Under Wisconsin's concealed carry law, an employer can prohibit an employee from bringing a concealed weapon into the employer's premises but not from having the weapon in their vehicle in the company's parking lot?
Employment Law Tips Part 2
By: Neil L. Wojtal
Hiring Practices (cont.)
E. I-9 Forms: Another form which is required to be completed at the time of hiring is the I-9 form issued by U.S. Citizenship and Immigration Services (USCIS). USCIS is part of the Department of Homeland Security. Given the emphasis on homeland security after the 09/11 attack, there can be serious penalties if an employer fails to maintain an I-9 form for each employee they hire. The latest I-9 forms can be found at:
Read the instructions carefully to make sure you are completing the form correctly.
Note that employers can sign up with the USCIS E-Verify Program. E-Verify is a voluntary internet based system that compares information from an employee's Form I-9 to data from the U. S. Department of Homeland Security and Social Security Administration records to confirm employment eligibility. For more information go to http://www.uscis.gov/portal/site/uscis and click on "E-Verify Homepage" in the right hand column.
F. Personnel Files: How and where you store your employee files is also important. Proper record keeping for all employees is essential. Employers with more than 15 employees are subject to the Americans with Disabilities Act (ADA) which requires separate personnel files for each employee for the purpose of segregating medical information from non-medical information. The medical information files must be maintained in a safeguarded place and access to the files must be limited to those persons authorized under the ADA to obtain such medical information. More information on the ADA can be found at:
You can also find an ADA Guide for Small Businesses at:
G. Recordkeeping Requirements: In addition to maintaining the forms described above, employers are required under state and federal law to maintain specific information about each employee they employ. These records are required to be kept for at least three years. The requirements are listed at on the Wisconsin Department of Workforce Development website along with other useful information for employers in ERD Publication-4906-PWEB. You can reach this information using the following:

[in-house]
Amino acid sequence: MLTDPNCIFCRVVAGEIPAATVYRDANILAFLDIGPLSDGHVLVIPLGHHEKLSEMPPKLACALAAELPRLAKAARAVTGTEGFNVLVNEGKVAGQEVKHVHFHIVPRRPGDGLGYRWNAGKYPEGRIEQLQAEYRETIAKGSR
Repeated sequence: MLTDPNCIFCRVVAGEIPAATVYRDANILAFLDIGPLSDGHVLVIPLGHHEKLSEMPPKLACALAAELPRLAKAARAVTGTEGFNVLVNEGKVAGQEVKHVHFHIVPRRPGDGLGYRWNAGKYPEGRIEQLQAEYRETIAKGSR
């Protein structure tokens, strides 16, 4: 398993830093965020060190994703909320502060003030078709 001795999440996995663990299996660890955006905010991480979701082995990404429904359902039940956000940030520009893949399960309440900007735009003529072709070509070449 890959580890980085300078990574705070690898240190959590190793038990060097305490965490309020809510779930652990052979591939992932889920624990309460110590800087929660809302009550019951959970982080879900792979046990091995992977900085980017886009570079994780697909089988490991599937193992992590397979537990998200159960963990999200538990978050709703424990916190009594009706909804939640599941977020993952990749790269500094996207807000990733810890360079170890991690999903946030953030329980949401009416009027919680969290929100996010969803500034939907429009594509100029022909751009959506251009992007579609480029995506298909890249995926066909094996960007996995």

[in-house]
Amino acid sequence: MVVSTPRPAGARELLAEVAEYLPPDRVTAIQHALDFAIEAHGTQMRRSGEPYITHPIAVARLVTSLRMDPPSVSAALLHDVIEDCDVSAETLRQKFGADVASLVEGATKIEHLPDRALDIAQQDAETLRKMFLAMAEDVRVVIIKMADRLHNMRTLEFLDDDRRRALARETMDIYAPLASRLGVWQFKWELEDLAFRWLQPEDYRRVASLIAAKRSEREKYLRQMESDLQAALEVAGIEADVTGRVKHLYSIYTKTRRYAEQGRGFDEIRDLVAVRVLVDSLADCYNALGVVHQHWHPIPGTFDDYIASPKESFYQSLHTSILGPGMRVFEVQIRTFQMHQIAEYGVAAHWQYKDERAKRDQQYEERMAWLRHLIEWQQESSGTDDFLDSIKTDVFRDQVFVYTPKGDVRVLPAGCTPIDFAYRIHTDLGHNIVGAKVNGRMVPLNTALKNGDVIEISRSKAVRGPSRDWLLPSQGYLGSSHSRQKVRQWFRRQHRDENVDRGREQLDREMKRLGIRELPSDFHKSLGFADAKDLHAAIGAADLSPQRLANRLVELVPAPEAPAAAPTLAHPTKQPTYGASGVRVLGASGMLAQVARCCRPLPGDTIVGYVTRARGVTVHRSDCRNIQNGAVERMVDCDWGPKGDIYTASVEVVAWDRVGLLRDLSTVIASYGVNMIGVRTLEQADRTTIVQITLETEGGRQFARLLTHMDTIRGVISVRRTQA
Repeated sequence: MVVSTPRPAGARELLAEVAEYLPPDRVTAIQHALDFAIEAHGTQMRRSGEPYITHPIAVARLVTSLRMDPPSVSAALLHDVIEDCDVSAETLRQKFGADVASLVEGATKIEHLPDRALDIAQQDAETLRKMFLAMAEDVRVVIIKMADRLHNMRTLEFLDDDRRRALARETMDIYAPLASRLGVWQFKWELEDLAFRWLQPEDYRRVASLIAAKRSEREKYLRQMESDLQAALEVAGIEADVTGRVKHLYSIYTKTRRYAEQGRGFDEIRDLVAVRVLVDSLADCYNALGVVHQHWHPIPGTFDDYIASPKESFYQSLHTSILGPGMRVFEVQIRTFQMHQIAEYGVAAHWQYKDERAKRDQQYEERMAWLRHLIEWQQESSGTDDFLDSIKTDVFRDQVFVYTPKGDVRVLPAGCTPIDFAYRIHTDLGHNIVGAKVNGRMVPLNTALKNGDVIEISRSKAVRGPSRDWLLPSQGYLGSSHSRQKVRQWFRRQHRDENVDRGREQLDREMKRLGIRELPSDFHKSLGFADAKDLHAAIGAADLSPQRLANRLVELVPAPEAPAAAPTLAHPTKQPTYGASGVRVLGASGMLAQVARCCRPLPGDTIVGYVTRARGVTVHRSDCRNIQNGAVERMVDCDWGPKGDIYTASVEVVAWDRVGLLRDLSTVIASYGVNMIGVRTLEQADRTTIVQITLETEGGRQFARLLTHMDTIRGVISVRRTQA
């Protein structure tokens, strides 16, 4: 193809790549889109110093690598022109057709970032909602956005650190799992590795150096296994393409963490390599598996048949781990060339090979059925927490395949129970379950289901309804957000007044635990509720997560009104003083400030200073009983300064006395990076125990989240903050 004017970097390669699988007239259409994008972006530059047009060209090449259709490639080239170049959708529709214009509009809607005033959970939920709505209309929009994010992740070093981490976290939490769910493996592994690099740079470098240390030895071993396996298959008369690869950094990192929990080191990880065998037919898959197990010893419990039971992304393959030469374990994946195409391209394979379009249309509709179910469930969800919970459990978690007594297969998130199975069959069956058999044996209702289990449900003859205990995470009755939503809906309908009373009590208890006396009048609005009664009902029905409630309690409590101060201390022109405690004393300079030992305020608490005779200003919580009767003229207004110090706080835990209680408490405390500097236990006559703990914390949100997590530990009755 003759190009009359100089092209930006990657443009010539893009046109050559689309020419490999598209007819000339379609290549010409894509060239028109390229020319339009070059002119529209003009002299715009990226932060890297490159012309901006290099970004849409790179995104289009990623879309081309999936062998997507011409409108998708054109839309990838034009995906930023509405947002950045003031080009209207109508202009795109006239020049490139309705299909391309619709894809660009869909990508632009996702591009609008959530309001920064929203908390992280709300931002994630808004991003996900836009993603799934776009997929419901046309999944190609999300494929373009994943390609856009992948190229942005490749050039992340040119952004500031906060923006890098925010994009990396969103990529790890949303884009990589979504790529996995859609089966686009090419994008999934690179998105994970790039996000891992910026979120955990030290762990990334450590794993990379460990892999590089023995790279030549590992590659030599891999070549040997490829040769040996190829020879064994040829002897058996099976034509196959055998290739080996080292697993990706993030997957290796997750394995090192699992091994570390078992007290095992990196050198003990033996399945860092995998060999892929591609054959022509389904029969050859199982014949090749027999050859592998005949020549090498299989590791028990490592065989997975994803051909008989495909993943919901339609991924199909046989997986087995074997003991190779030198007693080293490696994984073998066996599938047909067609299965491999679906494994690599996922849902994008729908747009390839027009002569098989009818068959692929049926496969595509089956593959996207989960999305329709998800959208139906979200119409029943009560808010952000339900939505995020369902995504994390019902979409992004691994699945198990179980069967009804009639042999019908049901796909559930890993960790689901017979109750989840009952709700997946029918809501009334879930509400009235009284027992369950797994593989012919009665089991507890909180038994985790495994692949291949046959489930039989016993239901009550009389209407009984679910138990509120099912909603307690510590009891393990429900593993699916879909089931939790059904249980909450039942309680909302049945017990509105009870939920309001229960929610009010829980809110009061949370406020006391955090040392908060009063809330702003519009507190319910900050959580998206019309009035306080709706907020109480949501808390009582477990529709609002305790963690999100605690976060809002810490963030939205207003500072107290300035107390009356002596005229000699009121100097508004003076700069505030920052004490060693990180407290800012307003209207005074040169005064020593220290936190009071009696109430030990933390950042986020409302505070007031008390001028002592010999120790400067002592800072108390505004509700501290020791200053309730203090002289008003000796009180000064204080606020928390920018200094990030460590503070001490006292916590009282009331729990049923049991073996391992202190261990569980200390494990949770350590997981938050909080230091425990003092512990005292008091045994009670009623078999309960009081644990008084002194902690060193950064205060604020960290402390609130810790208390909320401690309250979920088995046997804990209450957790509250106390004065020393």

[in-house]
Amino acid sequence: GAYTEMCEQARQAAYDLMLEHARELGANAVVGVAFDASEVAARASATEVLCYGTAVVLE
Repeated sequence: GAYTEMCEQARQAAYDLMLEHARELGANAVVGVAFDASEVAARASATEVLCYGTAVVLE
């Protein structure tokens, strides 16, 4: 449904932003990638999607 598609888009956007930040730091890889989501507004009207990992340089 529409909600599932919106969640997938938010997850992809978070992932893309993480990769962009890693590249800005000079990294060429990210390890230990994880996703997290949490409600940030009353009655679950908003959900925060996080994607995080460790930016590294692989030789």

H. Handbooks and Manuals: All employers who use any employee handbooks or manuals that set forth policy should include language in your handbooks or manuals that preserves the "at-will" status of their employees. If you include mandatory disciplinary and termination procedures in your handbooks or manuals you must follow those procedures for each employee making sure that all steps are followed. Deviations from written policies and procedures can lead to claims of discrimination from individual employees.
II. COMPENSATION ISSUES
The next step is to review your compensation policies and procedures.
A. Minimum Wage: The general minimum wage requirement, effective July 24, 2009, in $7.25 per hour. This wage rate applies to most employees although there are some exceptions. The Wisconsin minimum wage rates can be found at the DWD website at:
B. Exemptions and Overtime: Compensation claims can arise when employees are misclassified as exempt from overtime when the employee's duties and wage payment method clearly indicate that they are hourly employees subject to overtime. The rules for exempt/non-exempt classifications and overtime calculation requirements are found in the Wisconsin Administrative Code, DWD 274.04 and in the Fair Labor Standards Act regulations at 29 C. F. R. 541 et seq. There is a helpful publication available online from the DWD entitled "Wisconsin Hours of Work and Overtime Law" located on the DWD website at:
This publication also lists the timekeeping requirements in Wisconsin. All time that an employee works must be recorded.
Another useful publication is the "Fact Sheet on Payment of Salary" located at:
During your review of your wage payment policies, you should identify which employees are not paid overtime and you should review the rationale used to make this determination. Many employers erroneously consider the term "salaried employee" to be synonymous with "exempt employee". This is not the case. The "Wisconsin Hours of Work and Overtime Law" publication cited above points out the criteria an employee must meet to be classified as exempt. You should review your payment policies and procedures to make sure that all federal and state overtime laws are being followed.
C. Wage Deductions: You should review ERD Publication 4906, cited in I, G
above, for the state rules concerning wage deductions. You can also find this information in the Wisconsin Statutes in Sec. 103.455. Generally, unless the employee agrees, you cannot deduct from the employee's wages for defective or faulty workmanship, lost or stolen property or damage to property.
Part 3 to follow
This blog is designed for general information purposes only and should not be construed to be formal legal advice. You should consult an attorney for advice regarding your own situation. Although great care has been taken to ensure the accuracy and utility of the information contained in this blog, no warranty is made, express or implied, and Zimmerman & Steber Legal Group, LLC assumes no liability in connection with any use or result from use of the information contained herein.
<<-- Back to Blog Email to a friend